This volume, comprising essays on orthopedic surgery by Dr. Newton M. Shaffer, is typical of the writings of his day. They were mainly published in the late seventies and eighties of the nineteenth century.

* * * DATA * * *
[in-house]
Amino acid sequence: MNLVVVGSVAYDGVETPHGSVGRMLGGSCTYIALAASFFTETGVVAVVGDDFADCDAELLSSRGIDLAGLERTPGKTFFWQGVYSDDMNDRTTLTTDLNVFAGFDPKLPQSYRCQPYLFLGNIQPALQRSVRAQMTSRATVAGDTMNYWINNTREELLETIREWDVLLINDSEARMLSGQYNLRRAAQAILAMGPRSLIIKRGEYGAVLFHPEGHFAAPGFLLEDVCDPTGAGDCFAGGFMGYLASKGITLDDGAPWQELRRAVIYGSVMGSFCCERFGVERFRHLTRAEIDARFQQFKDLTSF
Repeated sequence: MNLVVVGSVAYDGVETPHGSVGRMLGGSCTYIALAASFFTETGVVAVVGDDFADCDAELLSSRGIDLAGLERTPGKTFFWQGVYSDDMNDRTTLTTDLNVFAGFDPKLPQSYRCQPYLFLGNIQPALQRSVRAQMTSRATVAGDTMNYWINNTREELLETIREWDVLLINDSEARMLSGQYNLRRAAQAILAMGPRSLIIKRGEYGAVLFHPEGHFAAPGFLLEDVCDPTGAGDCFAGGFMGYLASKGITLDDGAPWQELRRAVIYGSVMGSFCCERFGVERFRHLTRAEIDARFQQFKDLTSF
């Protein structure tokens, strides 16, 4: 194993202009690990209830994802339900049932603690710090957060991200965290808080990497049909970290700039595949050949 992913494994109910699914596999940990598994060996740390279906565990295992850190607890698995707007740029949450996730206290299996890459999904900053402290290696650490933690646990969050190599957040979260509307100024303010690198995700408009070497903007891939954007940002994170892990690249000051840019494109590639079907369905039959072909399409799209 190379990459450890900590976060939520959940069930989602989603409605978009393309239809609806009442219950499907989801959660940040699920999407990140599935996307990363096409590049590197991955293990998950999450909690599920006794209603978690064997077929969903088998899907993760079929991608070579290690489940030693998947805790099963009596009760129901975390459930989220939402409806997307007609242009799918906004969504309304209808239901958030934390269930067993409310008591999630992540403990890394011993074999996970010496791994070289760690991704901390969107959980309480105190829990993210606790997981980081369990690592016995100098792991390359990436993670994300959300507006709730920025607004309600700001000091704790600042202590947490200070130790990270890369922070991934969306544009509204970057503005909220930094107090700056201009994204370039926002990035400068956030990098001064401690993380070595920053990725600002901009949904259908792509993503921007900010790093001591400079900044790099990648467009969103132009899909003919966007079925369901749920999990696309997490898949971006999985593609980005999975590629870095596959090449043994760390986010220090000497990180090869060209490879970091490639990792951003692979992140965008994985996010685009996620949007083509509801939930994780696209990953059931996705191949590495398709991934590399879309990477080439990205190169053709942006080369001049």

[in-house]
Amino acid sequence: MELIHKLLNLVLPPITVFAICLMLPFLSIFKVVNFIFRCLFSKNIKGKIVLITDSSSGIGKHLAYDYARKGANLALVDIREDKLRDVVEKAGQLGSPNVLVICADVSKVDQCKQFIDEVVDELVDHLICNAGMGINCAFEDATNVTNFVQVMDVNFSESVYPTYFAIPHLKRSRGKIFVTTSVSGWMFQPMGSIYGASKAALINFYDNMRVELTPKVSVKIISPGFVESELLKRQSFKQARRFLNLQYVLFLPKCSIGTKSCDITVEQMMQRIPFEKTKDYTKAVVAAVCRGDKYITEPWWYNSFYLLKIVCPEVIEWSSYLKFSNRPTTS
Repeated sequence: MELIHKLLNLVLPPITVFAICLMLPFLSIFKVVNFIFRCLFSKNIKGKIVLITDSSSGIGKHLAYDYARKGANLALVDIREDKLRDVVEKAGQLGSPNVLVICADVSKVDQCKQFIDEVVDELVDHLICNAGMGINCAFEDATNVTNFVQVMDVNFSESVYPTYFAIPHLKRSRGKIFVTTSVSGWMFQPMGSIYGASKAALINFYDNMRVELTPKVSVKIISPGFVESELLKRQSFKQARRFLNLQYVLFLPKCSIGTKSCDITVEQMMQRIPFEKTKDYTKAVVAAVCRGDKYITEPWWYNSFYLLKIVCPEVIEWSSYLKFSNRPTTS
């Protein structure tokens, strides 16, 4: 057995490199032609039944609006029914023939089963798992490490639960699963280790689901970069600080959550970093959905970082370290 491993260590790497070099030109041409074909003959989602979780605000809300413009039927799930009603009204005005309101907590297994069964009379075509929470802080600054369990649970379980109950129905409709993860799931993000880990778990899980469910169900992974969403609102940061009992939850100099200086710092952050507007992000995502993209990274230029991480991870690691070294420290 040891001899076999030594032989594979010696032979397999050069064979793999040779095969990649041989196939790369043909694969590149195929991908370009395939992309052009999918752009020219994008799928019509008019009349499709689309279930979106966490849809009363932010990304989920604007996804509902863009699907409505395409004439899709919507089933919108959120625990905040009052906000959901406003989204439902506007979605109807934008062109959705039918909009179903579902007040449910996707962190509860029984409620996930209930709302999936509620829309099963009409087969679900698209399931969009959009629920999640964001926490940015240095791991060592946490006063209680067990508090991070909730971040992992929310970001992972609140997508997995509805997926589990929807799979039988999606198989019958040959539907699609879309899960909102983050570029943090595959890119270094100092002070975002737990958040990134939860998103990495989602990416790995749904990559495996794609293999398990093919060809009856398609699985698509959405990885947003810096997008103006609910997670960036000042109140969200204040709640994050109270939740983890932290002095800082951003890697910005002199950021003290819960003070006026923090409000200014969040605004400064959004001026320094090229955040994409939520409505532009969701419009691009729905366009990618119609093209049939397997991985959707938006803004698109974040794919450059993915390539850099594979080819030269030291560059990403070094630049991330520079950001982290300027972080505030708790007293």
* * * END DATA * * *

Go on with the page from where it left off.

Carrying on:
It is particularly interesting to read the essays on chronic joint diseases, dealing with hip joint, ankle and spine. Shaffer's contention that conservatism is to be preferred to radicalism, is borne out by the present day teaching. At the time of his writings there was a wave of radicalism, in the treatment of tuberculous joints, sweeping the surgical world, particularly in hip joint disease, where excision was being widely advocated. Shaffer took the stand and proved that his results were better by conservative means than by operative procedures. The old controversy in the treatment of the hip joint diseases was then waging, that is, fixation versus extension, and the author's stand here again is borne out